See Figure 1
Timing should be checked at each tune-up and any time the points are adjusted or replaced. It isn't likely to change much with HEI. The timing marks consist of a notch on the rim of the crankshaft pulley or vibration damper and a graduated scale attached to the engine front (timing) cover. A stroboscopic flash (dynamic) timing light must be used, as a static light is too inaccurate for emission controlled engines.
There are three basic types of timing light available. The first is a simple neon bulb with two wire connections. One wire connects to the spark plug terminal and the other plugs into the end of the spark plug wire for the No. 1 cylinder, thus connecting the light in series with the spark plug. This type of light is pretty dim and must be held very closely to the timing marks to be seen. Sometimes a dark corner has to be sought out to see the flash at all. This type of light is very inexpensive. The second type operates from the vehicle battery; two alligator clips connect to the battery terminals, while an adapter enables a third clip to be connected to the No. 1 spark plug and wire. This type is a bit more expensive, but it provides a nice bright flash that you can see even in bright sunlight. It is the type most often seen in professional shops. The third type replaces the battery power source with 110 volt current.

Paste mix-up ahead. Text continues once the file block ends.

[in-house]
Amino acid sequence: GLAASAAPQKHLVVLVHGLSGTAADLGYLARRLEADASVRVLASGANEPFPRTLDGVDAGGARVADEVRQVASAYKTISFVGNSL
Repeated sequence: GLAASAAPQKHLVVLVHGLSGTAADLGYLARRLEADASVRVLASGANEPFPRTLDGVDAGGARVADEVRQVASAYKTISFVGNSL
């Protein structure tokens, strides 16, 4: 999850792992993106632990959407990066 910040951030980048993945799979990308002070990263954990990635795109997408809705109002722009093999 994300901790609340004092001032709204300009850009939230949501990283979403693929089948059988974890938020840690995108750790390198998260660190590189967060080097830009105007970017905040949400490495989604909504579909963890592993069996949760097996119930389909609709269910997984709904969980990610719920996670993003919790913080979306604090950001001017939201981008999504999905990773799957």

Some timing lights have other features built into them, such as dwell meters or tachometers. These are convenient, in that they reduce the tangle of wires under the hood when you're working, but may duplicate the functions of tools you already have. One worthwhile feature, which is becoming more of a necessity with higher voltage ignition systems, is an inductive pickup. The inductive pickup clamps around the No. 1 spark plug wire, sensing the surges of high voltage electricity as they are sent to the plug. The advantage is that no mechanical connection is inserted between the wire and the plug, which eliminates false signals to the timing light. A timing light with an inductive pickup should be used on HEI systems.
See Figure 2
The tachometer hookup for 1970-74 models is the same as the dwell meter hookup shown in the Tune-Up and Troubleshooting sections. On 1975-77 HEI systems, the tachometer connects to the TACH terminal on the distributor (V8) or on the coil (6-cylinder) and to a ground. For 1978-79 vehicles, all tachometer connections are to the TACH terminal. Some tachometers must connect to the TACH terminal and to the positive battery terminal. Some tachometers won't work with HEI.
TDC or Top Dead Center corresponds to 0 degrees. B, or BTDC, or Before Top Dead Center may be shown as BEFORE. A, or ATDC, or After Top Dead Center may be shown as AFTER.